The Norwegians’ also have their own take on mulled wine. “Gløgg” is usually made up of hot red wine and/or aquavit, sugar, and spices such as cinnamon, cardamom, ginger, cloves, and bitter orange. The drink is served with almonds and raisins. Children get a non-alcoholic version made with fruit juice instead of wine.
The chubby, generous and kind Santa Claus has become a central part of the modern Norwegian Christmas celebration. “Fjøsnissen” (the barn elf) is a more mischievous and slightly sinister character that was important when Norway was still a farming community.
You’d be well advised to stay friends with this short, bearded guy. If treated well, he would help make sure that the farm prospered. If unhappy with the swing of things, however, he could exercise the most brutal forms of revenge, such as striking the dairy cattle dead.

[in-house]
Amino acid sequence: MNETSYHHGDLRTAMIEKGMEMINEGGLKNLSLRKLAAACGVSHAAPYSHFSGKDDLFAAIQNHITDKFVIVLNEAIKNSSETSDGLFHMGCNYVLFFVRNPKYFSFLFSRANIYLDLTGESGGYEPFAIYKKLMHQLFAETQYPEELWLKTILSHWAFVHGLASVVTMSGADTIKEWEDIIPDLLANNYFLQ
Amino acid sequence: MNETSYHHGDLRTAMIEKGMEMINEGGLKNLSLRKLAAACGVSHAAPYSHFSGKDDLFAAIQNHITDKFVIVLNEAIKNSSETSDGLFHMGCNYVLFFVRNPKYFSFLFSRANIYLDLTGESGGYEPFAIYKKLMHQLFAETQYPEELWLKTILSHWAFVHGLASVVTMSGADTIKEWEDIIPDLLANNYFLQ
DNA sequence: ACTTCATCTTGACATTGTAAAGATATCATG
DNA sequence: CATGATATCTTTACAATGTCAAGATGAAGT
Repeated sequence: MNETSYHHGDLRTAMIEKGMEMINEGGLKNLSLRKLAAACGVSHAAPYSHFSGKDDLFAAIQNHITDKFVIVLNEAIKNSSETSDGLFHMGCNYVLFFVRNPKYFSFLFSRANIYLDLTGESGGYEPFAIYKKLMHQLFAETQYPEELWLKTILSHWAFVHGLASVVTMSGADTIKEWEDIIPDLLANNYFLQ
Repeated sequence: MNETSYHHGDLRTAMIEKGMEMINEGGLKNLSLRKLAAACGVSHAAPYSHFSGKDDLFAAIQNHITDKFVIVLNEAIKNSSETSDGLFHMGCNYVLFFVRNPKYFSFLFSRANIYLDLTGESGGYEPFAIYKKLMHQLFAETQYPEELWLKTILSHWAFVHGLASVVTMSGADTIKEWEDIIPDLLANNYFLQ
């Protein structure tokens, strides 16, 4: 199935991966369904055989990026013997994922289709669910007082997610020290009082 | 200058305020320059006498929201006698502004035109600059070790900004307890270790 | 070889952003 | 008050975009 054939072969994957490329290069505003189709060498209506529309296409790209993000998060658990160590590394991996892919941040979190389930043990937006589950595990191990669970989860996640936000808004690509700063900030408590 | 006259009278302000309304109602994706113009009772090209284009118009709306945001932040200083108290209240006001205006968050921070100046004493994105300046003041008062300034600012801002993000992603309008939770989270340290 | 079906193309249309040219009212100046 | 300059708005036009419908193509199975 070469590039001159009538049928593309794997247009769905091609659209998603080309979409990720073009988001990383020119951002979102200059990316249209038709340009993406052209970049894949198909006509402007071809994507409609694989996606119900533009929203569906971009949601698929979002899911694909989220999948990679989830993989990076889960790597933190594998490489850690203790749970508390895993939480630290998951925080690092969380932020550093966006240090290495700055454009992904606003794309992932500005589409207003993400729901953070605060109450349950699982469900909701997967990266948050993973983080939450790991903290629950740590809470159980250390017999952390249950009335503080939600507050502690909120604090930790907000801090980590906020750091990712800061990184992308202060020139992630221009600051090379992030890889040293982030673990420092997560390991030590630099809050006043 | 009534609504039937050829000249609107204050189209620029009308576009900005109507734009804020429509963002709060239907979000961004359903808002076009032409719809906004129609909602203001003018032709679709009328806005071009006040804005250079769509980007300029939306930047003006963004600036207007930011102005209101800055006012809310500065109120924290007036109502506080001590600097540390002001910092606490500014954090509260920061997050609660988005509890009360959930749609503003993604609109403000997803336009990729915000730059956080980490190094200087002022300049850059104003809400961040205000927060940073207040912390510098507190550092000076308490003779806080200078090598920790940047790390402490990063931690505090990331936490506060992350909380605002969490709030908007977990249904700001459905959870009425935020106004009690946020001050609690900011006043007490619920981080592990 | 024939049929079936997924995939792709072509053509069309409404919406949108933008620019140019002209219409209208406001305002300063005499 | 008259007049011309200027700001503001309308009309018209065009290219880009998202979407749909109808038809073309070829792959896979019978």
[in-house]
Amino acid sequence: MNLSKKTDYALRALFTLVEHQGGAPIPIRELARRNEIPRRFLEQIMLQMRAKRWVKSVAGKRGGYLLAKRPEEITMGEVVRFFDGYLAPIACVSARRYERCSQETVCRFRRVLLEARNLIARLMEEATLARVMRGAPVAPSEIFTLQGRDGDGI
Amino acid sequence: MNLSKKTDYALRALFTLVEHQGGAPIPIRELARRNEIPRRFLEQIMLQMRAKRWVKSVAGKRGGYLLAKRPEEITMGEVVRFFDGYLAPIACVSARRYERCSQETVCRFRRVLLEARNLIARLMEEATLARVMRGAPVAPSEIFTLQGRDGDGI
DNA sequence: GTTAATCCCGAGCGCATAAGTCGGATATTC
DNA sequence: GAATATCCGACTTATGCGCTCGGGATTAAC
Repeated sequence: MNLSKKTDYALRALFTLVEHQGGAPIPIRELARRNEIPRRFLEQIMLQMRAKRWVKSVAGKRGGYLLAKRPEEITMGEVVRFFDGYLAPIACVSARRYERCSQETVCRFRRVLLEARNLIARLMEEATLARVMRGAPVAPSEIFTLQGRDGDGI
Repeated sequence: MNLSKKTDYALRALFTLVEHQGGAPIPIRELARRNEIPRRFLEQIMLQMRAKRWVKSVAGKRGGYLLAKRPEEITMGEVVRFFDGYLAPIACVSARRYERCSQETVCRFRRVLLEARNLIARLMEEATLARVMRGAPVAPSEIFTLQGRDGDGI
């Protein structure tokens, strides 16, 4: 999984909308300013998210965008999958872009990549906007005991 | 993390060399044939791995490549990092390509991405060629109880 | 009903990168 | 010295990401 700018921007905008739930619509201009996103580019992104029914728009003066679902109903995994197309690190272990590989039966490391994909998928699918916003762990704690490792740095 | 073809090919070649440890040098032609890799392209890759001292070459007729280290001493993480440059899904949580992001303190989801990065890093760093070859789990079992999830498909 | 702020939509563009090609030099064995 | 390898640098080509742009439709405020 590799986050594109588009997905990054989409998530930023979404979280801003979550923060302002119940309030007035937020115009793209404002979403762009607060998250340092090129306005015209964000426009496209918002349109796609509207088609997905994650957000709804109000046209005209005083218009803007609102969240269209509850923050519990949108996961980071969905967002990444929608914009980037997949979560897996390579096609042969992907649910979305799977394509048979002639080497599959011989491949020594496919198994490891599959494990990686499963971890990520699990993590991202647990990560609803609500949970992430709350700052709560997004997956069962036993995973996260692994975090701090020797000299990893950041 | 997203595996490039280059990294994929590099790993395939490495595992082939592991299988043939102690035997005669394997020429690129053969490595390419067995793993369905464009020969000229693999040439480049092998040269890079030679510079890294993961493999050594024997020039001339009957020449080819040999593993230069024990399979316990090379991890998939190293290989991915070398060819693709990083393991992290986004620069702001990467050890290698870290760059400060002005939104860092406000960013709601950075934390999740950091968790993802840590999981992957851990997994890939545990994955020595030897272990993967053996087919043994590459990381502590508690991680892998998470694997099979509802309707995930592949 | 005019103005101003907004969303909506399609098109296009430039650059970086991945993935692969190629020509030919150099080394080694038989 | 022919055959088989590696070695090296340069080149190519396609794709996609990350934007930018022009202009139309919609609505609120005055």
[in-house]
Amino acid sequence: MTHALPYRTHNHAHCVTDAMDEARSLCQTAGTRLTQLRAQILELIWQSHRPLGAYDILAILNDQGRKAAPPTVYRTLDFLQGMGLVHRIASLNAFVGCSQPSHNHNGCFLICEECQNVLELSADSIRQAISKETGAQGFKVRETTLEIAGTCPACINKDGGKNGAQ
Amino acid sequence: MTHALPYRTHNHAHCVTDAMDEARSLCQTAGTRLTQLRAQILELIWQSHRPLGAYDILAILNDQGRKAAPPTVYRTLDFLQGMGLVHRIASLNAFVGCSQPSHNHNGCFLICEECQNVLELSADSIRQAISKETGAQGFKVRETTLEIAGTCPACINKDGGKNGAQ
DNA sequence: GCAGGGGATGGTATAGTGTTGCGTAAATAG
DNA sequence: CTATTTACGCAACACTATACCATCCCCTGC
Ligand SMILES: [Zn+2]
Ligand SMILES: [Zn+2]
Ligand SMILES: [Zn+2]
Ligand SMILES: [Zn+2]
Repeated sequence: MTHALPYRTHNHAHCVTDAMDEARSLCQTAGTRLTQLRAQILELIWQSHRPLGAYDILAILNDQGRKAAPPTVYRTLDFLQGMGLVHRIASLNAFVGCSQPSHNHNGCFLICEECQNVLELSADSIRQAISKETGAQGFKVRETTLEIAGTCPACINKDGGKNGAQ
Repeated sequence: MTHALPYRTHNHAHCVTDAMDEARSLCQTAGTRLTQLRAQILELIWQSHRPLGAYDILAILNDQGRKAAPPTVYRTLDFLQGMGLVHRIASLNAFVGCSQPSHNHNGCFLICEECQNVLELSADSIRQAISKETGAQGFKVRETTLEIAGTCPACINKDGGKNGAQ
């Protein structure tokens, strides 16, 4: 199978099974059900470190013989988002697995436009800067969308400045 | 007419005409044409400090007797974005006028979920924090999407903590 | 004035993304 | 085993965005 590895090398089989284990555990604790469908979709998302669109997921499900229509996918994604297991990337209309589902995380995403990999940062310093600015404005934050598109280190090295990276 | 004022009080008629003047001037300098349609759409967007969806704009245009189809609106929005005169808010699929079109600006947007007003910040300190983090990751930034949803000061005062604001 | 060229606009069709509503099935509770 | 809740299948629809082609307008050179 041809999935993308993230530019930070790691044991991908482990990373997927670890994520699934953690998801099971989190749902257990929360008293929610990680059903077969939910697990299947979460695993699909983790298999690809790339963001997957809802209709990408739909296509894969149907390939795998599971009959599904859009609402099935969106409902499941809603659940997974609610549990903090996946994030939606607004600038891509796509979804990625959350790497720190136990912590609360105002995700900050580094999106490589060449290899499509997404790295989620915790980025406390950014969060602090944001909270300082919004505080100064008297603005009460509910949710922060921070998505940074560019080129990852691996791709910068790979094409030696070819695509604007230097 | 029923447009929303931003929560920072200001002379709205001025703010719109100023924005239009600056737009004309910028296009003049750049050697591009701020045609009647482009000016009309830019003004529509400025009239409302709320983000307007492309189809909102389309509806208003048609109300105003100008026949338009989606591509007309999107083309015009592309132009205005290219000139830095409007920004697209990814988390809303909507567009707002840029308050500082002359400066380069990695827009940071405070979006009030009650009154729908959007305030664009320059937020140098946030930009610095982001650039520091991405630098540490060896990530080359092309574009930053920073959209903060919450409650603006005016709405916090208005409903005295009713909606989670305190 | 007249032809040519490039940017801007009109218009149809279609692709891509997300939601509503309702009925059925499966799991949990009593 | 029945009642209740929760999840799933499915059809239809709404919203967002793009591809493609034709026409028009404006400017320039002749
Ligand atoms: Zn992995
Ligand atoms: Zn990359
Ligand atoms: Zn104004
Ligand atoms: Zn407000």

This is why farmers used to bring rice porridge and home-brewed beer to the barn every Christmas, a tradition that continues on Norwegian farms to this day.
16 November– 30 December
(Closed 24 and 25 December)
Winter Wonderland in Spikersuppa, Oslo
The designers’ own Christmas market at DOGA, Oslo
30 November–1 December
Maihaugen’s Christmas market, Lillehammer
30 November–1 December and 7–8 December
Norsk Folkemuseum’s annual Christmas fair, Oslo
Christmas market in Røros
28 November–22 December
Bergen Christmas market
Christmas market in Trondheim
28 November–8 December
Christmas market Haugesund
1 November–22 December
Pre-Christmas fun in Henningsvær, Lofoten
Christmas market in Egersund
It’s beginning to look a lot like Christmas. Read up on everything Norwegians do and eat before and during the holiday season.
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